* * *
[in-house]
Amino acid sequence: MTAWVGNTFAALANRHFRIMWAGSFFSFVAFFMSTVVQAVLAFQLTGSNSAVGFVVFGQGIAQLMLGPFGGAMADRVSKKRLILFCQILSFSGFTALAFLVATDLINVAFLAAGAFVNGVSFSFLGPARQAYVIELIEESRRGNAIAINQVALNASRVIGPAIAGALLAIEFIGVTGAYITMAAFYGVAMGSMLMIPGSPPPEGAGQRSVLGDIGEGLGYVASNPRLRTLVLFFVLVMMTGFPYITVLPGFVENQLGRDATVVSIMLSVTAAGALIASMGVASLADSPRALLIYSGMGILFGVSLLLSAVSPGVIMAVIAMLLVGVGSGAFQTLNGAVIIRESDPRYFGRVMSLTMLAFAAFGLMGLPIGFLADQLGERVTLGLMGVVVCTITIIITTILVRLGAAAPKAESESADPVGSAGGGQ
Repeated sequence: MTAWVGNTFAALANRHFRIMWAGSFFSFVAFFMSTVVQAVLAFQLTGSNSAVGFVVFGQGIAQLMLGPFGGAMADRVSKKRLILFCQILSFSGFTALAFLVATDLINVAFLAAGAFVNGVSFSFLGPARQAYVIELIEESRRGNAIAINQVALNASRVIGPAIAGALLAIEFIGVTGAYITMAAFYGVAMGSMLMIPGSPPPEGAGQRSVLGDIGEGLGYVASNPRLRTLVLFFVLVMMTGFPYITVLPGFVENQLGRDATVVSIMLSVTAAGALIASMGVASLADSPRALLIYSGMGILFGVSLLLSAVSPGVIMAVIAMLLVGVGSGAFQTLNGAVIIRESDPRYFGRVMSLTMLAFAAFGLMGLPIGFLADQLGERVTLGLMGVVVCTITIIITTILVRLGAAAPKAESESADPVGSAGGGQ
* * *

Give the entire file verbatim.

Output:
[in-house]
Amino acid sequence: MTAWVGNTFAALANRHFRIMWAGSFFSFVAFFMSTVVQAVLAFQLTGSNSAVGFVVFGQGIAQLMLGPFGGAMADRVSKKRLILFCQILSFSGFTALAFLVATDLINVAFLAAGAFVNGVSFSFLGPARQAYVIELIEESRRGNAIAINQVALNASRVIGPAIAGALLAIEFIGVTGAYITMAAFYGVAMGSMLMIPGSPPPEGAGQRSVLGDIGEGLGYVASNPRLRTLVLFFVLVMMTGFPYITVLPGFVENQLGRDATVVSIMLSVTAAGALIASMGVASLADSPRALLIYSGMGILFGVSLLLSAVSPGVIMAVIAMLLVGVGSGAFQTLNGAVIIRESDPRYFGRVMSLTMLAFAAFGLMGLPIGFLADQLGERVTLGLMGVVVCTITIIITTILVRLGAAAPKAESESADPVGSAGGGQ
Repeated sequence: MTAWVGNTFAALANRHFRIMWAGSFFSFVAFFMSTVVQAVLAFQLTGSNSAVGFVVFGQGIAQLMLGPFGGAMADRVSKKRLILFCQILSFSGFTALAFLVATDLINVAFLAAGAFVNGVSFSFLGPARQAYVIELIEESRRGNAIAINQVALNASRVIGPAIAGALLAIEFIGVTGAYITMAAFYGVAMGSMLMIPGSPPPEGAGQRSVLGDIGEGLGYVASNPRLRTLVLFFVLVMMTGFPYITVLPGFVENQLGRDATVVSIMLSVTAAGALIASMGVASLADSPRALLIYSGMGILFGVSLLLSAVSPGVIMAVIAMLLVGVGSGAFQTLNGAVIIRESDPRYFGRVMSLTMLAFAAFGLMGLPIGFLADQLGERVTLGLMGVVVCTITIIITTILVRLGAAAPKAESESADPVGSAGGGQ